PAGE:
A month of preparation came down to a 12-minute presentation Thursday for David Kirkwood and Mark Adams.
Kirkwood and Adams, the top officials of Valley Center-based Aero Innovative Research, were among leaders from 14 companies selected to pitch their companies to an audience of 75 venture capitalists attending the Great Plains Capital Conference at the Wichita Marriott.
Adams, the company's CEO, and Kirkwood, vice president of the company that builds ultralight wheelchairs, said they were hoping to come out of the conference with a "couple hundred thousand" dollars in investment.
"We want to expand our sales and marketing," Adams said.
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Specifically the money would be used to "strategically" place marketers around the country to provide training on its wheelchairs at Veterans Administration hospitals. Earlier this year, Aero got a contract with the Veterans Administration to provide wheelchairs to eligible veterans through the VA's prosthetics department.
"To be able to present here is a huge accomplishment," Adams said.
This is the seventh year for the conference, which is organized by the Wichita Technology Corp. The daylong event included a lunch presentation by entrepreneur and author Rob Adams and a national investment and technology briefing. Panelists included Cliff Reeves of Microsoft's emerging business team and Laura Kilcrease of venture capital firm Triton Ventures. Also in attendance at the conference were officials from the Kansas Bioscience Authority and the Kansas Technology Enterprise Corp.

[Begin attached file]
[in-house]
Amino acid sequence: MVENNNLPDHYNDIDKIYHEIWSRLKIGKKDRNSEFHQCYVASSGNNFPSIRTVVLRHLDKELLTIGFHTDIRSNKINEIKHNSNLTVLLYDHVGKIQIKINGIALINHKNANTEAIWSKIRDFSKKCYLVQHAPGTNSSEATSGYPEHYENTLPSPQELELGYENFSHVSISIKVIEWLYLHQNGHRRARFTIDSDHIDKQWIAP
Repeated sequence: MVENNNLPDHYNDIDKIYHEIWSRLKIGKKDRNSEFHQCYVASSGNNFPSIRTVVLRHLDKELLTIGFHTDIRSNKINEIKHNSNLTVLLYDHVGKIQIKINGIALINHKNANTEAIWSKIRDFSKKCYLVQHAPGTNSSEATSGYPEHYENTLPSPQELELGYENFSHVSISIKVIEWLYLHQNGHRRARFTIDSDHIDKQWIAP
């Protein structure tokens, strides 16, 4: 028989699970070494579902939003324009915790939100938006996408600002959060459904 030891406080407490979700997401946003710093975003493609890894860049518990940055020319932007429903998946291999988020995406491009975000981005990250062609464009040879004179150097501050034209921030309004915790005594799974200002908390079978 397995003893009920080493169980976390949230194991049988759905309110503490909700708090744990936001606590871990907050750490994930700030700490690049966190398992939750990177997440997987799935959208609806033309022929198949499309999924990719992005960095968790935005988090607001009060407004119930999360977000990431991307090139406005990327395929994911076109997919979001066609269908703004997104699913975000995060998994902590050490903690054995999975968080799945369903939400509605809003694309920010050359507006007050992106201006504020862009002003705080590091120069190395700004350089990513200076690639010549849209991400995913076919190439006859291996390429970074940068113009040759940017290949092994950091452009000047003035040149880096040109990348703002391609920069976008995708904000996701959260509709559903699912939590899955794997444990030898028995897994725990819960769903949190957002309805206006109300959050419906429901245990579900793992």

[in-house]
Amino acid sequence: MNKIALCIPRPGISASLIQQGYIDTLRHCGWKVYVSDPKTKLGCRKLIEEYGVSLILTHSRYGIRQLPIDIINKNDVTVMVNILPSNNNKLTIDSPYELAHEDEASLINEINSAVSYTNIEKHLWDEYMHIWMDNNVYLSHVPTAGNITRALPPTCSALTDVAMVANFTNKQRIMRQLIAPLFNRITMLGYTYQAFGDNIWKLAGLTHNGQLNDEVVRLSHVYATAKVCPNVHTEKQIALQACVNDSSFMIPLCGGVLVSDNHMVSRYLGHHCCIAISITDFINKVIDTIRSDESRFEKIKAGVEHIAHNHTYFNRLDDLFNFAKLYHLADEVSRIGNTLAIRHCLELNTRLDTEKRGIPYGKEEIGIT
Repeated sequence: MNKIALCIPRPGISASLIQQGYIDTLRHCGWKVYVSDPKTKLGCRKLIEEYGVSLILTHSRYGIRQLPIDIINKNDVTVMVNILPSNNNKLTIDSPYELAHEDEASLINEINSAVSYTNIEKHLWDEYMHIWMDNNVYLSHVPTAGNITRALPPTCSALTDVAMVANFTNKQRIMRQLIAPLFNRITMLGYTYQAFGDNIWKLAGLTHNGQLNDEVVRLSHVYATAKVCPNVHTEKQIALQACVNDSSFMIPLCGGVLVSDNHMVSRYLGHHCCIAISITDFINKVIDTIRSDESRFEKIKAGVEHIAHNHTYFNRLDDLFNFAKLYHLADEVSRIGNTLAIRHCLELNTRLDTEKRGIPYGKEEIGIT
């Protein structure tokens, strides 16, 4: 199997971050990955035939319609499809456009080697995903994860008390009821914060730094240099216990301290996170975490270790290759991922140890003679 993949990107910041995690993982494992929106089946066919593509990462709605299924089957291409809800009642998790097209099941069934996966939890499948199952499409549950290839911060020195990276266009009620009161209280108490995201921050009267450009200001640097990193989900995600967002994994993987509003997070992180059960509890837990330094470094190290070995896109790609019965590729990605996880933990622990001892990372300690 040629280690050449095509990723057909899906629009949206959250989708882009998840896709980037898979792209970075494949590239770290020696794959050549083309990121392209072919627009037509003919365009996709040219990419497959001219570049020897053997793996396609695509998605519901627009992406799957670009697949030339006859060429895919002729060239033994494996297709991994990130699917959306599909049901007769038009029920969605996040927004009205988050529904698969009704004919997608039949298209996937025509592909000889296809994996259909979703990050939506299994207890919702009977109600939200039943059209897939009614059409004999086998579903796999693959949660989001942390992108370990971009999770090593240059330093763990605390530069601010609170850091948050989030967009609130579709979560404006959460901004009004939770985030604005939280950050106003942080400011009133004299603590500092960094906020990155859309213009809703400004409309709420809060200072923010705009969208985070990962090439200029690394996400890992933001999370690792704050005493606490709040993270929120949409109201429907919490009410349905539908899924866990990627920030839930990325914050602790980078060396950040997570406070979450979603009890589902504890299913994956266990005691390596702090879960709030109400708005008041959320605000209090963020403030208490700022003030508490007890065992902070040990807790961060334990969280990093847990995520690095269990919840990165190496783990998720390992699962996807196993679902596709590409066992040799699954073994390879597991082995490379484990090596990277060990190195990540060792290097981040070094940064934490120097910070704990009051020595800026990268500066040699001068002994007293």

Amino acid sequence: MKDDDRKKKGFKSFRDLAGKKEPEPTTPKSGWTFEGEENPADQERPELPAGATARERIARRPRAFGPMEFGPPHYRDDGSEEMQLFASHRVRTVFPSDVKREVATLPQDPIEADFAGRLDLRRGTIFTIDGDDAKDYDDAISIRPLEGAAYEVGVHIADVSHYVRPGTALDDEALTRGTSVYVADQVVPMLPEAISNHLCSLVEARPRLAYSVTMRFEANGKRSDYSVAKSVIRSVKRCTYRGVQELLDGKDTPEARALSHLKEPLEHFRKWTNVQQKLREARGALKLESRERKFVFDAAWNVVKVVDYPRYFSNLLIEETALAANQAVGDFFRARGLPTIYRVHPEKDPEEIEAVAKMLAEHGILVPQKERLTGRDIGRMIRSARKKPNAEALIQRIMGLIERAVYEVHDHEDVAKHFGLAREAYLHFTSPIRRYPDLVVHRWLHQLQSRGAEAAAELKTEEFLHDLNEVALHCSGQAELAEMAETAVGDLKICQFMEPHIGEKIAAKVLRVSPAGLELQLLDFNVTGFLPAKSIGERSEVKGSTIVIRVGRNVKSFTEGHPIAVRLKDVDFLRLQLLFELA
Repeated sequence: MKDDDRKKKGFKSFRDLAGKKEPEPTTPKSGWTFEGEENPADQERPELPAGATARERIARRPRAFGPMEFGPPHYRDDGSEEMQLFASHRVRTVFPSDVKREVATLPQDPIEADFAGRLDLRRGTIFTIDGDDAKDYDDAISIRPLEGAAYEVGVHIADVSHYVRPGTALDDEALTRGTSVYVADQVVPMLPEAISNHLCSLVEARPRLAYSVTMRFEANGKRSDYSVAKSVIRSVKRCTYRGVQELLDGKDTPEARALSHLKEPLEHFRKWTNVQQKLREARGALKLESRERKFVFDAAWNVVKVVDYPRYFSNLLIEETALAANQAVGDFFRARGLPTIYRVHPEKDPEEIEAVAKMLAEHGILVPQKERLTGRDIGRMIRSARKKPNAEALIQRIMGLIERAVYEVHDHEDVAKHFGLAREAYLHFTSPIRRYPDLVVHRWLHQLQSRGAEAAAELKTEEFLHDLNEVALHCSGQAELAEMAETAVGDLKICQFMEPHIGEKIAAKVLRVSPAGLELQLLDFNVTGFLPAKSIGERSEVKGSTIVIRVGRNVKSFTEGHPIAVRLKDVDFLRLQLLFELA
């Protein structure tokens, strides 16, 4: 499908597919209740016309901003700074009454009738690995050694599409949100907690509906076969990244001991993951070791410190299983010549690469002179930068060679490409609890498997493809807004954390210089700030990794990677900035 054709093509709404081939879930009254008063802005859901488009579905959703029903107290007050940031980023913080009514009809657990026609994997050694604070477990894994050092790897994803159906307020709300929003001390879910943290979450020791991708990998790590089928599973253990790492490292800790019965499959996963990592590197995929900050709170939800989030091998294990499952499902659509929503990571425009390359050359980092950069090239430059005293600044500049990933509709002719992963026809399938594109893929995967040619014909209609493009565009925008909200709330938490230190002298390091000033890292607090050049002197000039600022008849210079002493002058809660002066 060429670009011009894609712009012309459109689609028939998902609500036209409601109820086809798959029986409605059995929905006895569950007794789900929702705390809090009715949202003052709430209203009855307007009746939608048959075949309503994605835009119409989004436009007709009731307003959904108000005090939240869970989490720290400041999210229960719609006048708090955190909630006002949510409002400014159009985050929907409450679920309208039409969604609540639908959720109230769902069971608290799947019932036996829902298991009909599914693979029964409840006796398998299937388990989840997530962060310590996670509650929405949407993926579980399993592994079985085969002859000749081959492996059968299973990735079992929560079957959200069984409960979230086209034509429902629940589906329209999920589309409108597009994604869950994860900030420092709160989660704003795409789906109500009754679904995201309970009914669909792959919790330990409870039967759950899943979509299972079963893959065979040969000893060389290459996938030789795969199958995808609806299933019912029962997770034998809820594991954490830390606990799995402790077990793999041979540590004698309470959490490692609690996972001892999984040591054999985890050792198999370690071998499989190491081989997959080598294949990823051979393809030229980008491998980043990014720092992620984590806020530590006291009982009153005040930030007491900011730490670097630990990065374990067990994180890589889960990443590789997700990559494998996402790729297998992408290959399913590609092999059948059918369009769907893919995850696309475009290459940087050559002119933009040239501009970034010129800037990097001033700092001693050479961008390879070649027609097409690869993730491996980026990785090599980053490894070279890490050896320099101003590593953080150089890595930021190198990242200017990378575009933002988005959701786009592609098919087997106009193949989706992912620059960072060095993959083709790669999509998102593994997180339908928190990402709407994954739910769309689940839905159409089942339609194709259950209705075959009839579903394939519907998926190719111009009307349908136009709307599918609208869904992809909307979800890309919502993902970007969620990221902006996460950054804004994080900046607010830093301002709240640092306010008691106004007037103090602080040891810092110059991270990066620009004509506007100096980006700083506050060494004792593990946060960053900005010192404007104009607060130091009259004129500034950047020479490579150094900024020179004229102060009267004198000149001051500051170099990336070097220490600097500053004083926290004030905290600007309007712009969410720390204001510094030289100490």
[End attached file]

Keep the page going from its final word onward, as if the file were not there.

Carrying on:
Trish Brasted, CEO of Wichita Technology Corp., said GPCC had one of its strongest showings yet in terms of venture capitalists.
"We have a really good audience," Brasted said.
Overall attendance at the conference was 150, she said.
One of the venture capitalists attending was Steven St. Peter from MPM Capital in Boston.
MPM was one of eight venture capital firms selected by the KBA to tap a $50 million fund to invest in bioscience startups in the state. In return for access to the fund, the firms have agreed to set up offices in Kansas and bring their own venture capital to invest in Kansas startups.
St. Peter, who grew up in Wichita, said this was his first time attending GPCC.
He was paying close attention to the life sciences companies that were presenting.
"Those companies, although early (stage), are impressive," said St. Peter, a managing director of MPM. "We've been watching (some of) these companies for several years, and they are clearly making progress."